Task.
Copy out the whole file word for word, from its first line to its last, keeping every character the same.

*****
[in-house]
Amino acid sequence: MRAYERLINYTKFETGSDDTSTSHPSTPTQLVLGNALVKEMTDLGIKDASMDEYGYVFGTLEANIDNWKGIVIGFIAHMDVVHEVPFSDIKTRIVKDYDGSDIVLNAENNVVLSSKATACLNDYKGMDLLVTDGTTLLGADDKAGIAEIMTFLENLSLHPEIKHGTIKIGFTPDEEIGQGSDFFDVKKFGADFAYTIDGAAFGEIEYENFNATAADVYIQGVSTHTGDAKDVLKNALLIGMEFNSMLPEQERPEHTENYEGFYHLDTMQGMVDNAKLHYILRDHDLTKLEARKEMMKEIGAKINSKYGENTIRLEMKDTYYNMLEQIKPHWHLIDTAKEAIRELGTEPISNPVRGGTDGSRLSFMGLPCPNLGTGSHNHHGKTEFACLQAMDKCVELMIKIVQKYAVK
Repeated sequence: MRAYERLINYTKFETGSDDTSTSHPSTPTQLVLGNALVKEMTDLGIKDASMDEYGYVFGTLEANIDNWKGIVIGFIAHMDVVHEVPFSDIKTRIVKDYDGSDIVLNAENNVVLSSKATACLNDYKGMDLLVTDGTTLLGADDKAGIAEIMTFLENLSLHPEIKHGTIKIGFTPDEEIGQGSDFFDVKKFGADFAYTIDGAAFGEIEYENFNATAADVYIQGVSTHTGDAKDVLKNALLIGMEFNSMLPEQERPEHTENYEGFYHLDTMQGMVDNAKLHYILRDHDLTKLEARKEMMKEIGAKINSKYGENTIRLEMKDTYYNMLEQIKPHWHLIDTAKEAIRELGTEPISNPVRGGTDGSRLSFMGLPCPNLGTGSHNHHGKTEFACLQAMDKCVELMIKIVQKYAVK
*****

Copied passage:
[in-house]
Amino acid sequence: MRAYERLINYTKFETGSDDTSTSHPSTPTQLVLGNALVKEMTDLGIKDASMDEYGYVFGTLEANIDNWKGIVIGFIAHMDVVHEVPFSDIKTRIVKDYDGSDIVLNAENNVVLSSKATACLNDYKGMDLLVTDGTTLLGADDKAGIAEIMTFLENLSLHPEIKHGTIKIGFTPDEEIGQGSDFFDVKKFGADFAYTIDGAAFGEIEYENFNATAADVYIQGVSTHTGDAKDVLKNALLIGMEFNSMLPEQERPEHTENYEGFYHLDTMQGMVDNAKLHYILRDHDLTKLEARKEMMKEIGAKINSKYGENTIRLEMKDTYYNMLEQIKPHWHLIDTAKEAIRELGTEPISNPVRGGTDGSRLSFMGLPCPNLGTGSHNHHGKTEFACLQAMDKCVELMIKIVQKYAVK
Repeated sequence: MRAYERLINYTKFETGSDDTSTSHPSTPTQLVLGNALVKEMTDLGIKDASMDEYGYVFGTLEANIDNWKGIVIGFIAHMDVVHEVPFSDIKTRIVKDYDGSDIVLNAENNVVLSSKATACLNDYKGMDLLVTDGTTLLGADDKAGIAEIMTFLENLSLHPEIKHGTIKIGFTPDEEIGQGSDFFDVKKFGADFAYTIDGAAFGEIEYENFNATAADVYIQGVSTHTGDAKDVLKNALLIGMEFNSMLPEQERPEHTENYEGFYHLDTMQGMVDNAKLHYILRDHDLTKLEARKEMMKEIGAKINSKYGENTIRLEMKDTYYNMLEQIKPHWHLIDTAKEAIRELGTEPISNPVRGGTDGSRLSFMGLPCPNLGTGSHNHHGKTEFACLQAMDKCVELMIKIVQKYAVK